“Hi, Joe!” I say to the husky little guy flanked by his two white-blonde sisters — one a couple years older, one just a year younger.
All three little faces light up. Emma, the oldest, rushes to hug me.
Though the youngest, Grace, isn’t really sure if she knows me, the fact that her sister obviously does is good enough for her to wrap her chubby little arms around my legs and share the love.
“How are you guys? I haven’t seen you in a while! Are you having a nice summer?”
They smile and talk over each other. Jockeying for my attention. They are probably the happiest little kids I know. Always smiling. Always laughing. I’ve never once seen them pushing or shoving each other. They’re young though. The day may come when those happy-go-lucky preschoolers turn into snotty grade schoolers who find each other highly annoying and their parents insufferable.
But, for now, they are like a wriggling litter of warm puppies dancing around my waist. I kneel down and soak it in.
“Want to come watch the race with me & the girls? Emma, go ask your dad if it’s OK if you come with us.”
He peeks out of the race timing truck and gives me a wave and tells the kids to listen to me. I stretch out both hands, one for each of the two little ones. Both fit a slighty-sticky still toddler-pudgy little hand into my own skinny, veined hands that look more and more like my mother’s every day.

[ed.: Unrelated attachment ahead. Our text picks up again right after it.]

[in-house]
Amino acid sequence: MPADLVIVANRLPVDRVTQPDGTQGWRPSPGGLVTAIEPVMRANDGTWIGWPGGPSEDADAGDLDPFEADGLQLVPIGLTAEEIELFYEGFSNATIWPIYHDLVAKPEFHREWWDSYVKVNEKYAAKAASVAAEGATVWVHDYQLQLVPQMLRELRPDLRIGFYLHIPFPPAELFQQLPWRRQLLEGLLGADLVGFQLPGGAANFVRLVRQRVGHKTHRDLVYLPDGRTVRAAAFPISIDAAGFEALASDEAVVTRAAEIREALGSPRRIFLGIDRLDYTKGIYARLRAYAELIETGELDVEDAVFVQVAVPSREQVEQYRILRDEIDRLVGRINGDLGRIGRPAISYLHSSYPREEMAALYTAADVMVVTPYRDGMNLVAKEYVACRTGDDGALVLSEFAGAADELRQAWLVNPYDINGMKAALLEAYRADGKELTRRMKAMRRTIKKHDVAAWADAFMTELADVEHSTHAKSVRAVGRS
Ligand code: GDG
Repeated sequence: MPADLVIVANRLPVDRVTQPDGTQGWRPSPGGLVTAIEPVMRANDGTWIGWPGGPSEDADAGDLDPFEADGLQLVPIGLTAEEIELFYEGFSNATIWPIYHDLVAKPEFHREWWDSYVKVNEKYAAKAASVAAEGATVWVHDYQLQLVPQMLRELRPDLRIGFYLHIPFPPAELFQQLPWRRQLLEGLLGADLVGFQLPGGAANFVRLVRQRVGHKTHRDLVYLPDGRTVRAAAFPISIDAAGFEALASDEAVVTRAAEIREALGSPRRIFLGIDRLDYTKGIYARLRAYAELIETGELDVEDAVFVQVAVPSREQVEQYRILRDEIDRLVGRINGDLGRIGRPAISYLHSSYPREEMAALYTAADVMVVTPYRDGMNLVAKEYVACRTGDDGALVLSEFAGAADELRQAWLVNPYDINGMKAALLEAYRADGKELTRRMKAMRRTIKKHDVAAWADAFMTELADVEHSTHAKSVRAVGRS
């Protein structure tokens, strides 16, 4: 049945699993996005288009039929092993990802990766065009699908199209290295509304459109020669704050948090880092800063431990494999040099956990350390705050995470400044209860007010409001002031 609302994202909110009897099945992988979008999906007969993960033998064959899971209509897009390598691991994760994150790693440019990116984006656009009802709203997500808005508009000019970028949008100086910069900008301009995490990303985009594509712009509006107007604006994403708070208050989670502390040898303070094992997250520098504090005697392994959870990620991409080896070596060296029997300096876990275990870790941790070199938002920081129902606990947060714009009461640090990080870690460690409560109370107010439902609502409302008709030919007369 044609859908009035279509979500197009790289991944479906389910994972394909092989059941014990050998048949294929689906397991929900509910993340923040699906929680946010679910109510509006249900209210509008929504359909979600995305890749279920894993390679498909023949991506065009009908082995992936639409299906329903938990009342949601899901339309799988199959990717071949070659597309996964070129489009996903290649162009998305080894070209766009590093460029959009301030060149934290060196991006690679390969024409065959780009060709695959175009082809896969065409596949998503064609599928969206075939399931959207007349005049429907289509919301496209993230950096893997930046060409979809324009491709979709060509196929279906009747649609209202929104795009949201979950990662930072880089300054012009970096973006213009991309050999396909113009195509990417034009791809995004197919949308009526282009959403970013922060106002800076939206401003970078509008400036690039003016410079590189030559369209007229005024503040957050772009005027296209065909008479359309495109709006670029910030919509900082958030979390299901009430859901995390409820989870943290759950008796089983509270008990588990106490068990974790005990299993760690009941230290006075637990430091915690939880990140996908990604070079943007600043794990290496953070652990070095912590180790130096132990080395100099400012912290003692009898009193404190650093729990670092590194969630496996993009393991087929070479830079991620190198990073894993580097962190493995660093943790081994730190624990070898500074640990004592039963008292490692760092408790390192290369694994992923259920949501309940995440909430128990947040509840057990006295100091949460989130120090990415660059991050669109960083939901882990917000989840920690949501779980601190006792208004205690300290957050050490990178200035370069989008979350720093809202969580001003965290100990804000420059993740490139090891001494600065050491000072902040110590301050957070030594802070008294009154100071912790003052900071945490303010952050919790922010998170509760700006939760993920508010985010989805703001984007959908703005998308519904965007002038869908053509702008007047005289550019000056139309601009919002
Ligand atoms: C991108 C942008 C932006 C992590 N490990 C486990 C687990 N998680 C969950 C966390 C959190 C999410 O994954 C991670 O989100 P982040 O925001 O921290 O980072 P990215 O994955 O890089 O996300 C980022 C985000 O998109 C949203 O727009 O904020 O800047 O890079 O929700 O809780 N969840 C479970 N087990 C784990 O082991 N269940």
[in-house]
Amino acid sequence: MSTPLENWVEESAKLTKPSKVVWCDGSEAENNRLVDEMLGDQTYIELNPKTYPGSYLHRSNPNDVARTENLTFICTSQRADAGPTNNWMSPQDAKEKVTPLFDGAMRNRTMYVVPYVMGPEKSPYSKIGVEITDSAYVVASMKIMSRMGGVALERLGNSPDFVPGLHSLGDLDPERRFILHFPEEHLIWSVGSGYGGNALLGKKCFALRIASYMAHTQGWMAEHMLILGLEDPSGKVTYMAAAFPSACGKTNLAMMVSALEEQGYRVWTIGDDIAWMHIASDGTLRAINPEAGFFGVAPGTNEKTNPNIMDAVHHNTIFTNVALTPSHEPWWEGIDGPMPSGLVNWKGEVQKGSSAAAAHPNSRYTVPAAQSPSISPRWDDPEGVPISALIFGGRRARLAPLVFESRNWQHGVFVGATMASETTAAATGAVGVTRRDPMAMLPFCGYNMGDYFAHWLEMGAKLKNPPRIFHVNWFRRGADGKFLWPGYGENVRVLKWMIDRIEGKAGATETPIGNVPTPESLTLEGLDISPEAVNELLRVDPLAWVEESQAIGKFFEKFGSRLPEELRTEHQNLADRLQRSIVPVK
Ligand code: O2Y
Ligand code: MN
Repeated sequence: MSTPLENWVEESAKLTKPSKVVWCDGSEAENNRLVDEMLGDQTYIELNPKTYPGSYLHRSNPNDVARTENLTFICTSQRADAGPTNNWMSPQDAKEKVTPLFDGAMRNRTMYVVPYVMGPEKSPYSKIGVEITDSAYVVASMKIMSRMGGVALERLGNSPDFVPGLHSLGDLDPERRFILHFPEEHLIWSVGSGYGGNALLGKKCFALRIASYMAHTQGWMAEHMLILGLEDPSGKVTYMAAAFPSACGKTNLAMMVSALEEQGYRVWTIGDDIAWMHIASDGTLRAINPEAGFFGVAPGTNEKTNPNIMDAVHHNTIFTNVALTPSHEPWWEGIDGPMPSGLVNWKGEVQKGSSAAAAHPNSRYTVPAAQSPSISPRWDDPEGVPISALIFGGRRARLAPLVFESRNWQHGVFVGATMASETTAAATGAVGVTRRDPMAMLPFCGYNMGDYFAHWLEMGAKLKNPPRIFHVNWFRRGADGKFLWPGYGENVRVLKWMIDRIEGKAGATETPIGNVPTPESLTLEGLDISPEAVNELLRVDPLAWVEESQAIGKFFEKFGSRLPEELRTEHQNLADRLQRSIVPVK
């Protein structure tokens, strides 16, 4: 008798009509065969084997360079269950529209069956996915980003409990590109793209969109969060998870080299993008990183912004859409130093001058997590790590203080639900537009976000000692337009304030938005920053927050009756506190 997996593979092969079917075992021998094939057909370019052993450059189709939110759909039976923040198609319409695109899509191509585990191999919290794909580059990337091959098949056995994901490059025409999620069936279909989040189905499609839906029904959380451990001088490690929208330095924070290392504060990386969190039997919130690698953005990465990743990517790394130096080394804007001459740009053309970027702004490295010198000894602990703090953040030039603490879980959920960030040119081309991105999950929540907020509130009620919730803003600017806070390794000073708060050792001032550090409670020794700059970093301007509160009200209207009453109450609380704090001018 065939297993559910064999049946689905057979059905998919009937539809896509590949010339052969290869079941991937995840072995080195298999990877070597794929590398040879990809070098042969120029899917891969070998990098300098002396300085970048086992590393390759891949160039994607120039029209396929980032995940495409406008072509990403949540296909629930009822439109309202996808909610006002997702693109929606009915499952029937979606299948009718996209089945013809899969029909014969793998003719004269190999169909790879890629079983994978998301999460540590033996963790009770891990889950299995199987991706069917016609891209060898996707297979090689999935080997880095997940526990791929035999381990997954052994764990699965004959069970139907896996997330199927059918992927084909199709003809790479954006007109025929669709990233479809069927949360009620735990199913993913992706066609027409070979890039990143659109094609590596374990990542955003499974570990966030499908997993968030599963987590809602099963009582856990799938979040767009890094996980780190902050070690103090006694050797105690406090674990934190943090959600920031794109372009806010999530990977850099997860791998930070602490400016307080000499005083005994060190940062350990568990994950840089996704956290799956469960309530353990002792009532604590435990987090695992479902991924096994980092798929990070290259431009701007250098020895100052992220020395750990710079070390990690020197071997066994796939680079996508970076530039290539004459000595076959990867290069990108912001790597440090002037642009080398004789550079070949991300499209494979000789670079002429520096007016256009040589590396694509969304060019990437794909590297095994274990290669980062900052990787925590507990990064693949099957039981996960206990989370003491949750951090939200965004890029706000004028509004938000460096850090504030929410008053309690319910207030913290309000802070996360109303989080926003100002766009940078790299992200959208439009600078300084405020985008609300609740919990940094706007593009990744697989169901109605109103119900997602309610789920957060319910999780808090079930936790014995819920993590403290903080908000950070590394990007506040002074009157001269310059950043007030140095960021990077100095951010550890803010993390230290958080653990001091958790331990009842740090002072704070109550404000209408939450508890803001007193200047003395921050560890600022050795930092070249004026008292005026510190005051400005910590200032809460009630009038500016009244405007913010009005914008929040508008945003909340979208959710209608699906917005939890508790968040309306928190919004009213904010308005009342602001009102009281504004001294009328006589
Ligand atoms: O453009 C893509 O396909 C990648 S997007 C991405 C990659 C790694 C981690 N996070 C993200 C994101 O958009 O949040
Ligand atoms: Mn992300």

Lauren jumps right into the role of big sister.
“Here, Gracie, you can have my cowbell.”
Little Joe has my cowbell and the two of them ring the bells endlessly, delighted by the earsplitting clanging noise. It’s obnoxiously loud. And I don’t care. It occurs to me that if they were my kids and it was 8 years ago, I’d have cared. I’d have distracted them and took the bells away lest they bother the people around us. But now I know now how temporary it all is. The race is less than hour. The precious years of childhood seem even shorter.
Ring away, kids.
As we wait for the first runners to return, I sit cross legged on the grass while the kids play — tossing rocks and blades of grass down a storm drain on the side of the road. Gracie looks at me and I pat my lap. She sits down and leans her back against my chest. I tie her shoe while she tells me about something or other. I’m half listening as I suck in the sent of summer toddler. They should bottle that stuff for moms of preteens/teens, when kids aren’t so cute anymore and we forget how they once fit perfectly in our laps and arms.
After the race and the awards, after the sun goes down, the air cools, and we are walking back to the truck. Lauren asks, “Mom, do you sometimes wish I were still 5?”
Normally, I’d dismiss that type of question with a wave and a “I don’t live in the past” or an “I love the age you are right now” speech. But I don’t think…I just answer: “Yeah, sometimes I do. Sometimes I do.”
About Just Write
“What ends up revealing itself when free writing is that everything has meaning. That is a magnificent gift of writing. If we write from a free heart-gut place, our souls start speaking.”